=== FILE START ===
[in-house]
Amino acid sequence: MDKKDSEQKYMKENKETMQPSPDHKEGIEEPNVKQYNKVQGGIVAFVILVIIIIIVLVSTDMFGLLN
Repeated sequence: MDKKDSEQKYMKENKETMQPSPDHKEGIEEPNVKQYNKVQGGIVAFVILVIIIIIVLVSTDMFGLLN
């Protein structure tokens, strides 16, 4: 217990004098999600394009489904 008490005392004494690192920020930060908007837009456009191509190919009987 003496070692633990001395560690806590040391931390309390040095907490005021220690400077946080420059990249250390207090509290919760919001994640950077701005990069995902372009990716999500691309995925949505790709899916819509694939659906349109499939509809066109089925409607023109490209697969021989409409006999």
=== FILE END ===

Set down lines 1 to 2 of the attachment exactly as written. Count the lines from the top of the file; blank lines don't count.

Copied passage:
[in-house]
Amino acid sequence: MDKKDSEQKYMKENKETMQPSPDHKEGIEEPNVKQYNKVQGGIVAFVILVIIIIIVLVSTDMFGLLN